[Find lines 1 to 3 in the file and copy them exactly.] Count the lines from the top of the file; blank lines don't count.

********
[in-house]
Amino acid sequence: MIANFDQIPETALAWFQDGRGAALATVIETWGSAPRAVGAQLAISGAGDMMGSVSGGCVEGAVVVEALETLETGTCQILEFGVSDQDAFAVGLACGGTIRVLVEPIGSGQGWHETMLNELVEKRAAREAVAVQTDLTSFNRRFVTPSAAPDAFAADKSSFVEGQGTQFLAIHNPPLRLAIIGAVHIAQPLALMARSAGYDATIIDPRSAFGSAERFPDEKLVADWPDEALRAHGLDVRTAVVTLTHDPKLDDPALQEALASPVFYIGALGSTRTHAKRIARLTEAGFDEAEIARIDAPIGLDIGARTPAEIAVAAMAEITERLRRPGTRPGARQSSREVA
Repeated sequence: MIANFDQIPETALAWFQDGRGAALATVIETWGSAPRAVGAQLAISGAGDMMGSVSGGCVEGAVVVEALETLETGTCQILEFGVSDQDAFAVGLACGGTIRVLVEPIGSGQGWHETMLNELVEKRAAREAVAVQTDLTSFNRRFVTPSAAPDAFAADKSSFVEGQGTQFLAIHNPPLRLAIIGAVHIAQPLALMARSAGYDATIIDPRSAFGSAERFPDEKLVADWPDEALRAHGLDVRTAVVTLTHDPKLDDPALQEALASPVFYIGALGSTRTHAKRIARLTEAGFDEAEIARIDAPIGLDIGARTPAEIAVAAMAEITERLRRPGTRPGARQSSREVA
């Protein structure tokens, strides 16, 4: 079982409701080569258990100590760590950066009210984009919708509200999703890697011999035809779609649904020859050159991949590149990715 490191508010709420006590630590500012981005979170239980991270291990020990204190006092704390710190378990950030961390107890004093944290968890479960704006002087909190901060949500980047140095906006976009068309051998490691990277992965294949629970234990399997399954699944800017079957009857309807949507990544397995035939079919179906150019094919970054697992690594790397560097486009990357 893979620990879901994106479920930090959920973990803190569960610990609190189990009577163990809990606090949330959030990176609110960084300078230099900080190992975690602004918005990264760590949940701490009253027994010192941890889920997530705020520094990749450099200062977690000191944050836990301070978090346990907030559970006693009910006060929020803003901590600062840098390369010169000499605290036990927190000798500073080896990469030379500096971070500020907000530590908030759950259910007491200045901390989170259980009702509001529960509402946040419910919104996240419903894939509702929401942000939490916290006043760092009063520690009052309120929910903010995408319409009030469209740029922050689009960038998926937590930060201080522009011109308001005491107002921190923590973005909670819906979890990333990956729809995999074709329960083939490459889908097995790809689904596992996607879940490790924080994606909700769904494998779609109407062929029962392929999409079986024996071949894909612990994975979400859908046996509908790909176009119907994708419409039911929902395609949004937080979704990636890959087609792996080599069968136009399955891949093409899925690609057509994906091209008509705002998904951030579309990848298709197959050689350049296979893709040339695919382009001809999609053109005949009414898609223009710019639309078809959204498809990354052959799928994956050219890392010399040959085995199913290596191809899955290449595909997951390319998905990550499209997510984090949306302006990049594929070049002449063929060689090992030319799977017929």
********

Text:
[in-house]
Amino acid sequence: MIANFDQIPETALAWFQDGRGAALATVIETWGSAPRAVGAQLAISGAGDMMGSVSGGCVEGAVVVEALETLETGTCQILEFGVSDQDAFAVGLACGGTIRVLVEPIGSGQGWHETMLNELVEKRAAREAVAVQTDLTSFNRRFVTPSAAPDAFAADKSSFVEGQGTQFLAIHNPPLRLAIIGAVHIAQPLALMARSAGYDATIIDPRSAFGSAERFPDEKLVADWPDEALRAHGLDVRTAVVTLTHDPKLDDPALQEALASPVFYIGALGSTRTHAKRIARLTEAGFDEAEIARIDAPIGLDIGARTPAEIAVAAMAEITERLRRPGTRPGARQSSREVA
Repeated sequence: MIANFDQIPETALAWFQDGRGAALATVIETWGSAPRAVGAQLAISGAGDMMGSVSGGCVEGAVVVEALETLETGTCQILEFGVSDQDAFAVGLACGGTIRVLVEPIGSGQGWHETMLNELVEKRAAREAVAVQTDLTSFNRRFVTPSAAPDAFAADKSSFVEGQGTQFLAIHNPPLRLAIIGAVHIAQPLALMARSAGYDATIIDPRSAFGSAERFPDEKLVADWPDEALRAHGLDVRTAVVTLTHDPKLDDPALQEALASPVFYIGALGSTRTHAKRIARLTEAGFDEAEIARIDAPIGLDIGARTPAEIAVAAMAEITERLRRPGTRPGARQSSREVA